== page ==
VNNA to discuss Muslim Center’s relocation

The Bronx Muslim Center purchased this property on Amethyst Street to build a new mosque that will be able to hold more of its members.
Photo Courtesy of Arthur Cusano

The Van Nest Neighborhood Alliance is planning a town hall for Monday, March 6 to discuss the re-location of the Bronx Muslim Center.

Representatives from the center have been meeting with both the VNNA and Community Board 11 over the past several months to discuss how the center – which is currently located on Rhinelander Avenue – will fit into its new location at 1912-1920 Amethyst Street.

As the Bronx Times previously reported, parking is a hot button issue at the new location.

“It’s a one-way street, and not a very wide,” said Bernadette Ferrara, president of the VNNA. “The number one issue of course is how are you going to control your parking, which (is a problem) with any place of worship.”

“On Rhinelander it was a major issue because people were double and triple parked and cars couldn’t get by,” said Ferrara.

“It creates animosity when common areas are not respected,” she also said. “It’s like a roommate situation.”

According to the center’s attorney, Michael Nacmias of the Eric Plotnick law firm, the current location can serve only 150 worshipers.

This limited capacity leads to worshippers praying outside on the street.

The Bronx Times reached out to Nacmias for further comment but he said his clients no longer want him speaking to the media.

Representatives of the mosque met with the VNNA on Thursday, February 23 to discuss the new site ahead of the Monday meeting.

The Bronx Times obtained a letter from the VNNA to the Bronx Muslim Center recapping the meeting.

According to the letter, local business owners in the community who also attend the mosque agreed to secure additional parking spaces in front of their business to help relieve the parking problem.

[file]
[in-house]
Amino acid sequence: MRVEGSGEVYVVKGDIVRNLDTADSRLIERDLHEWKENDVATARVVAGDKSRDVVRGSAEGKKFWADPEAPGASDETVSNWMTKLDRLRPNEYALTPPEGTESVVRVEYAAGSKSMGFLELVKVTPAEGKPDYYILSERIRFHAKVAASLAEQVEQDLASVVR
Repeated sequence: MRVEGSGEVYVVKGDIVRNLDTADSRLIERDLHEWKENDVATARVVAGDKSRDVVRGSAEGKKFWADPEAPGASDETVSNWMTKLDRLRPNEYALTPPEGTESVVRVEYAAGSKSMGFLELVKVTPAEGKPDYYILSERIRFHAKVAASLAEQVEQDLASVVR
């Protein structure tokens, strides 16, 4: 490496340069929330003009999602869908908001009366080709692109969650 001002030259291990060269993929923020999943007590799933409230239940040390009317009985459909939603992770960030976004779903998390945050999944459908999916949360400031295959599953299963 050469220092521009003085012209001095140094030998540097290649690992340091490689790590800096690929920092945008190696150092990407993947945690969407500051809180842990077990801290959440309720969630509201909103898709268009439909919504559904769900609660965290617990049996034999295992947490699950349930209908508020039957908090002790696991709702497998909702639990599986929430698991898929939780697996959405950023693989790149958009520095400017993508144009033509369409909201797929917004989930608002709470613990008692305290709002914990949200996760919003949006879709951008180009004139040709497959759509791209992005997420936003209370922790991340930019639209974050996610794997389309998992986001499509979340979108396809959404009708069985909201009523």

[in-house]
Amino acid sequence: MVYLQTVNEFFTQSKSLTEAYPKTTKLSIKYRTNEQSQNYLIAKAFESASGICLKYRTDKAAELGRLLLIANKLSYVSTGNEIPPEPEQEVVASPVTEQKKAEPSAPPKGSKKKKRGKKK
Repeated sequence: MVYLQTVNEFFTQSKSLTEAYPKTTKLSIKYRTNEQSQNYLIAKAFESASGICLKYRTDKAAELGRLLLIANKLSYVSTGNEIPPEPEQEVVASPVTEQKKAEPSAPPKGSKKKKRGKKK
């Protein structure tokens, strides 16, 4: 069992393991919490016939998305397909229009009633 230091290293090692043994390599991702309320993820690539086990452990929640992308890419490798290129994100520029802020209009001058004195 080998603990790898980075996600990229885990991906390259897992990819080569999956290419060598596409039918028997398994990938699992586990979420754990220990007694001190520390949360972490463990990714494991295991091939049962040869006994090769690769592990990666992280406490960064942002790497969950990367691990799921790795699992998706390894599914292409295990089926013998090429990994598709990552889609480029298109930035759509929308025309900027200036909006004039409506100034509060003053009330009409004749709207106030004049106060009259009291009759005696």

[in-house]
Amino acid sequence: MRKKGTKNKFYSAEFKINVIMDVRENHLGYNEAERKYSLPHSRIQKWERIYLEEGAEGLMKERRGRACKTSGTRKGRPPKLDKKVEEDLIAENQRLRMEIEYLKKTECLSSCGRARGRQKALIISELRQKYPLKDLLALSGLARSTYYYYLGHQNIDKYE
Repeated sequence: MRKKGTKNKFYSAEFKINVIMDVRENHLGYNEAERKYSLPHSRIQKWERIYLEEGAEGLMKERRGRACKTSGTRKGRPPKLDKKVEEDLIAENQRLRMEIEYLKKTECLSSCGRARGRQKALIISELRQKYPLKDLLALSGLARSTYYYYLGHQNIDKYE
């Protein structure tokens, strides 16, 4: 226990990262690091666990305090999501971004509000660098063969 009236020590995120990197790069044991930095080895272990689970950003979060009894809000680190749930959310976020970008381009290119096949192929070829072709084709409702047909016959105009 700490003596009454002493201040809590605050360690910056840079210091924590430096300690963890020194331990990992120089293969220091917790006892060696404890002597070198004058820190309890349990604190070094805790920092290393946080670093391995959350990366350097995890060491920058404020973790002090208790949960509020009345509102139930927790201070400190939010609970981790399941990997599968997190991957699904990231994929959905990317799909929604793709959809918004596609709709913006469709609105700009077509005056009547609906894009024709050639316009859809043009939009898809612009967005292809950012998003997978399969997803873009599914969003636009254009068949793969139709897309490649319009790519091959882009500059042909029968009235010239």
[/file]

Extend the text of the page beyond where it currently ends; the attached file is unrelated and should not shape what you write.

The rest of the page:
However, Ferrara said the members of the mosque are still going to have to make sure the parking situation is manageable.

The mosque can hold up to 525 people and it’s busiest hours are on Friday from noon to 2 p.m.

Ferrara suggested one way parking issues may be alleviated is having someone from the mosque available to let members know when they are blocking someone on the street.

The VNNA president said the town hall will serve as a way for neighbors to be informed since everyone may not be completely knowledgeable on the mosque’s moving plans.

“A town hall really is just a place for people to listen and ask questions,” said Ferrara. “And we make sure nothing gets out of hand and we stop things as soon as somebody decides to get on a soapbox.”

Ferrara also hopes that any residents that chose not to attend the meeting and learn about the issue, won’t come back later and complain about the relocation.

“If [this topic] means something to you then you should show up and make your voice heard,” she said. “Show up or shut up.”

The meeting will be held at 7 p.m. in the first floor community room at the Monsignor Fiorentino Apartments at 1830 Amethyst Street.

Reach Reporter Robert Christie at (718) 260-4591. E-mail him at

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